Historical Significance in Numerical Details

Plodding through mathematical details in the Almagest is tiresome for those not imbued with a love of learning for its own sake, but the effort occasionally yields a more tangible reward.

In his discussion of the synodic month (the period of revolution of the Moon with respect to the Sun; a sidereal month is measured with respect to the stars), Ptolemy noted that there are 4,267 synodic months in 126,007 days and 1 hour. He then concluded that the mean synodic month is therefore 29, 31, 50, 8, 20 days (29 plus 31/60 plus 50/3600, etc., days).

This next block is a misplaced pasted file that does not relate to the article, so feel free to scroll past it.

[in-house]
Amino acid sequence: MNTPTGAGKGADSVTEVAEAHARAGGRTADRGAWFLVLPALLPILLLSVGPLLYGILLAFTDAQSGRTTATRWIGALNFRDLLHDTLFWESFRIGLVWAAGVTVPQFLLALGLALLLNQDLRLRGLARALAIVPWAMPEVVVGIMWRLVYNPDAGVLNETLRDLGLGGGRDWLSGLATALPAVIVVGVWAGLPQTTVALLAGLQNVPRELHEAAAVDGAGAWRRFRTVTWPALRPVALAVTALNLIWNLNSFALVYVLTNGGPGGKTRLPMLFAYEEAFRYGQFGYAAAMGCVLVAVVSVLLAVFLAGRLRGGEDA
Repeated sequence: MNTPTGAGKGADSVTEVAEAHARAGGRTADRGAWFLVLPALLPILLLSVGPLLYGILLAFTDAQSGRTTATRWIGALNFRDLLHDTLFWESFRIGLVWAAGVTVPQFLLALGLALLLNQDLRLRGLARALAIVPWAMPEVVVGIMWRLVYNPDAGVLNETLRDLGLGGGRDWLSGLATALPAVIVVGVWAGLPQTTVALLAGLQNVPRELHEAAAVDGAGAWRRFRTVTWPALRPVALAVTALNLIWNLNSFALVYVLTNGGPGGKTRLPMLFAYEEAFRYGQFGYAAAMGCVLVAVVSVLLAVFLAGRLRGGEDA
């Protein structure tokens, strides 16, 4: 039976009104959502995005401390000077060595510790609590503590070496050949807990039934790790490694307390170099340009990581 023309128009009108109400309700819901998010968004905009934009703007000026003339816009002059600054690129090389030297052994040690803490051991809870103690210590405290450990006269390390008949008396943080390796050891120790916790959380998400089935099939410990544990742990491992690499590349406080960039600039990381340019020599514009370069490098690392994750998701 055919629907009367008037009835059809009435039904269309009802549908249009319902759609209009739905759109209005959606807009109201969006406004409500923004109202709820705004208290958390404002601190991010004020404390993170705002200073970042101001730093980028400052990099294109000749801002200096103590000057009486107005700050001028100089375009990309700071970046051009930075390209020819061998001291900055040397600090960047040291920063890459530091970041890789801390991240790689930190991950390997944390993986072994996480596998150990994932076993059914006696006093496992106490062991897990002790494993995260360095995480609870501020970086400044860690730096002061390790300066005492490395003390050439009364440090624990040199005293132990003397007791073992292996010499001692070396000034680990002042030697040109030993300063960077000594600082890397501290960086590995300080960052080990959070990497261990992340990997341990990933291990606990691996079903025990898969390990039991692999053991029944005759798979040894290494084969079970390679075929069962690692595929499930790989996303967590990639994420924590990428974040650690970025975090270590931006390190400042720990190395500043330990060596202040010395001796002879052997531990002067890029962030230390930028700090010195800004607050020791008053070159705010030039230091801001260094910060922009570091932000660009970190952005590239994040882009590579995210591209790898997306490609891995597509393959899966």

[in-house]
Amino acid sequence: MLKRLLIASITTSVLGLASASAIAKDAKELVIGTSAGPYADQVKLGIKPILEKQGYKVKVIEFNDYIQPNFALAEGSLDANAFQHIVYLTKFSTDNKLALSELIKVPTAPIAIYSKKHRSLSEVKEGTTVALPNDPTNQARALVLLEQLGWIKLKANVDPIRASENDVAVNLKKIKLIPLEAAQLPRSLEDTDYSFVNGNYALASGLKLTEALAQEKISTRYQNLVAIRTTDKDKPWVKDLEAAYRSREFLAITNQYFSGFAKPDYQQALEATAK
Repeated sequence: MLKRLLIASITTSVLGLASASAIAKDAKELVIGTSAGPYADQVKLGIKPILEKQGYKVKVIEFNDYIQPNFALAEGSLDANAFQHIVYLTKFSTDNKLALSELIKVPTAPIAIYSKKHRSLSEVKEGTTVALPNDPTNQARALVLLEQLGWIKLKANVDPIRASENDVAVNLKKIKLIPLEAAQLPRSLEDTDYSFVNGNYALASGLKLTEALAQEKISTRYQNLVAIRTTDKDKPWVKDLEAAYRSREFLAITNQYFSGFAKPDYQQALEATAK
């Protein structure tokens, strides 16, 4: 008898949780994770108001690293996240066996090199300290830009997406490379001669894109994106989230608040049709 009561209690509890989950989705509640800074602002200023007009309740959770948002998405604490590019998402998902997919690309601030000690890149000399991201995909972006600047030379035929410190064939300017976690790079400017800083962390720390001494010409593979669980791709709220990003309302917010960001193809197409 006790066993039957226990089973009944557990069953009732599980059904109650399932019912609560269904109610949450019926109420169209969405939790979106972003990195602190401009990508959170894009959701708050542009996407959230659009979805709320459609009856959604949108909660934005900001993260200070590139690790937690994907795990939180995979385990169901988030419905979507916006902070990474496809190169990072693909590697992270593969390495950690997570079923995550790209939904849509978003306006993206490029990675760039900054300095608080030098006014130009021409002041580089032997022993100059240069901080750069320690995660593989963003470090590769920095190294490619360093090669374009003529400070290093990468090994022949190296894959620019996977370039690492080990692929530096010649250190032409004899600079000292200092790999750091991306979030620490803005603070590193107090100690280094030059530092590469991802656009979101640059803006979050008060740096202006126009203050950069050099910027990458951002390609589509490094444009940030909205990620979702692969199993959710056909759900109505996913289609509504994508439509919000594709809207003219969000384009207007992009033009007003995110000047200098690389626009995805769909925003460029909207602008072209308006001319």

Dividing 126,007 days and 1 hour by 4,267 does not, however, produce this number. See if you don't get, instead: 29, 31, 50, 8, 9.

It so happens that the Babylonian value of the mean synodic month is 29, 31, 50, 8, 20. Obviously, Ptolemy did not do the division implied but instead borrowed the Babylonian value.

Also obvious is that there was an exchange of astronomical information between the Babylonians and the Greeks, an exchange hinting at a more general pattern of mutual influences between Hellenistic and Oriental civilizations.

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